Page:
Jam747 From United States of America, joined Feb 2005, 550 posts, RR: 1 Posted (8 years 9 months 3 weeks 5 days 10 hours ago) and read 2641 times:
More and more tri-jets and quads are being replaced by more efficient twins such as the 777 , A330, 787, A350 etc. especially since ETOPS allows these planes to fly routes which years ago were not allowed by twins. Are there any current routes that still require a quad or tri-jet because of the distance between land?
Timz From United States of America, joined Sep 1999, 7222 posts, RR: 7
Reply 1, posted (8 years 9 months 3 weeks 5 days 10 hours ago) and read 2624 times:
Depends what you mean by "require". On AKL-EZE they could dogleg and stay twin-engine-legal, but I'm too lazy right now to see how much distance that would add. Anyone flying from S Africa to S America would have a fair detour to stay within range of Ascension, and if Ascension isn't available...
Futurecaptain From , joined Dec 1969, posts, RR:
Reply 2, posted (8 years 9 months 3 weeks 5 days 10 hours ago) and read 2533 times:
With the FAA recently relaxing ETOPS rules most of the world has been opened up to twin engine aircraft. The South Pole is still off limits, but with the proper aircraft equipment and safety record airlines can fly a twin on nearly every viable commercial route you could imagine.
SunriseValley From Canada, joined Jul 2004, 6148 posts, RR: 6
Reply 3, posted (8 years 9 months 3 weeks 5 days 10 hours ago) and read 2533 times:
Essentially routes that require more than ETOPS180 are confined to Aus.and NZ to South America and to South Africa . If any carrier was certified to ETOPS330 it would be a non-issue, or the fly-around distance would not be significant. However I don't believe there are any carriers with better than ETOPS180 that operate in that part of the world.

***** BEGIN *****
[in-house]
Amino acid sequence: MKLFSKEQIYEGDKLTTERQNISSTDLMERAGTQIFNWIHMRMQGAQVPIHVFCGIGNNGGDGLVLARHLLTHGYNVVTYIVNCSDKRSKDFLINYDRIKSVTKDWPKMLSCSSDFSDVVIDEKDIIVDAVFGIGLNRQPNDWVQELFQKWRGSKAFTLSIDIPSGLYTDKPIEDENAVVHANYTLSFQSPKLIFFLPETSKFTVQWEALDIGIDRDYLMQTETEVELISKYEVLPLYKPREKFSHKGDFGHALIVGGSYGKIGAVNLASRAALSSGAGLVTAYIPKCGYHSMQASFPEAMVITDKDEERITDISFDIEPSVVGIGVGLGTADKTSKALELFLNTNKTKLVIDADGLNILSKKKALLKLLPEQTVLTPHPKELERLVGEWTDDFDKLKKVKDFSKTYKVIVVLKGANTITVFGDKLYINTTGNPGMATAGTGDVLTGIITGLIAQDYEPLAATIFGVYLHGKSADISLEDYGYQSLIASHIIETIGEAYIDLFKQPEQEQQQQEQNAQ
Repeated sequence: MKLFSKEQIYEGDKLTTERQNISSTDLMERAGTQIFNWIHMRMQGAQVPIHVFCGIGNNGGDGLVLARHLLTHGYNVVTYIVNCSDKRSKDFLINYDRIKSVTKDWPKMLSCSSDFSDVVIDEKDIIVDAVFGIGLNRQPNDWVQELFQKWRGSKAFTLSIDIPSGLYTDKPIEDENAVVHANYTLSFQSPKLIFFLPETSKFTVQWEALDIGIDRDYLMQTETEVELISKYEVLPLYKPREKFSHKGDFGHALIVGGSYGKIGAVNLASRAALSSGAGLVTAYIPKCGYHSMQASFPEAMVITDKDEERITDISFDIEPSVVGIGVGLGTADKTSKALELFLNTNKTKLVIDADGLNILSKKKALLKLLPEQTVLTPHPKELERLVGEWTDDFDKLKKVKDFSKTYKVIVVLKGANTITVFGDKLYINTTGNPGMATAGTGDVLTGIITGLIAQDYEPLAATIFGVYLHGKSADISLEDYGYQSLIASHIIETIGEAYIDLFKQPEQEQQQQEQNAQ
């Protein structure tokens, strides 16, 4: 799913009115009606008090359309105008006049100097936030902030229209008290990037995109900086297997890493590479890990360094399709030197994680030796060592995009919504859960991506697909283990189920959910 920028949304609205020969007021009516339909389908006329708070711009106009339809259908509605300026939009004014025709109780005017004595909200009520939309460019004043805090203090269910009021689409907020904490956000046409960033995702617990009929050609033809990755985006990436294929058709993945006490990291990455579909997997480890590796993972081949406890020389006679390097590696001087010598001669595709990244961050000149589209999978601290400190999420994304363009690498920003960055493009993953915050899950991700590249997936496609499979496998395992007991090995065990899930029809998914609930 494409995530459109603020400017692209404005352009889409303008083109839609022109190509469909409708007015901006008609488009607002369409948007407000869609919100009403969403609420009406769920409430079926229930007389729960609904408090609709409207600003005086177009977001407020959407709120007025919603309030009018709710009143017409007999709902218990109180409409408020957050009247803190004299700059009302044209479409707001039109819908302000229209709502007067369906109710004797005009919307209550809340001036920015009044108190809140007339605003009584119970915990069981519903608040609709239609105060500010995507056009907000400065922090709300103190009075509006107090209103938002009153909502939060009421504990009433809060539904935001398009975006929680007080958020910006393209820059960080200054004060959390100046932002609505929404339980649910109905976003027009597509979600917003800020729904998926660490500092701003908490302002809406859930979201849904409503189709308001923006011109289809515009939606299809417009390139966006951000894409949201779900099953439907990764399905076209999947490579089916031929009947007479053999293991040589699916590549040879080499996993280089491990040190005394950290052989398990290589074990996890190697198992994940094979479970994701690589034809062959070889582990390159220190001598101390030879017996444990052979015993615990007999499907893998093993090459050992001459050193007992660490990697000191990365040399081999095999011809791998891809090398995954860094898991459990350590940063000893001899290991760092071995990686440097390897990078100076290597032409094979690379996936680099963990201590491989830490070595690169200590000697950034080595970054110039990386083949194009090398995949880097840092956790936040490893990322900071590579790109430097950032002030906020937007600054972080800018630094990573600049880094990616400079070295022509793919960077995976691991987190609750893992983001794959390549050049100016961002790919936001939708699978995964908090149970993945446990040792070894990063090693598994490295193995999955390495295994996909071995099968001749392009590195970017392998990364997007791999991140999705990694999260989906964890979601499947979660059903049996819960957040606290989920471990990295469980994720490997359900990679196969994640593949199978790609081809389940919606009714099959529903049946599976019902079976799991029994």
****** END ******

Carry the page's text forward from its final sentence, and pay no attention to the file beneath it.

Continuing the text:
There is a part of the LAX-PPT route that exceeds ETOPS180 but when NZ flew that with the 767 they flew around the limit. It added something like 200nm to the trip.
If the new standard adopted by the FAA in the U.S. is adopted by regulators in other countries there will be a list of conditions that will apply to aircraft irrespective of whether they have two or twenty engines. Some have to do with the route that the flight is flying. This is particularly so with trans-polar flights.
2travel2know From Panama, joined Apr 2005, 3580 posts, RR: 3
Reply 4, posted (8 years 9 months 3 weeks 5 days 10 hours ago) and read 2522 times:
Quoting Timz (Reply 1): Anyone flying from S Africa to S America would have a fair detour to stay within range of Ascension, and if Ascension isn't available...
And whenever St Helena Island airport is built, that one surely won't be able to handle anything bigger than B737/A320t.
So any route between JNB/CPT/MPM and GIG/GRU/EZE will most likely require B747/A340/A380(!) unless flying a longer ETOPS180-friendly route.
PanAm747 From United States of America, joined Feb 2004, 4242 posts, RR: 8
Reply 5, posted (8 years 9 months 3 weeks 5 days 8 hours ago) and read 2365 times:
IIRC, Air Tahiti Nui specifically purchased the A340 to avoid ANY ETOPS issues.
It has been discussed here in the past that AA, if it had the aircraft to do it (777) would make a great deal doing a MIA-JNB-CPT-MIA route; however, the CPT-MIA route is one that would require 180 minutes ETOPS:
MIA-CPT 138 and 180 minutes ETOPS shading
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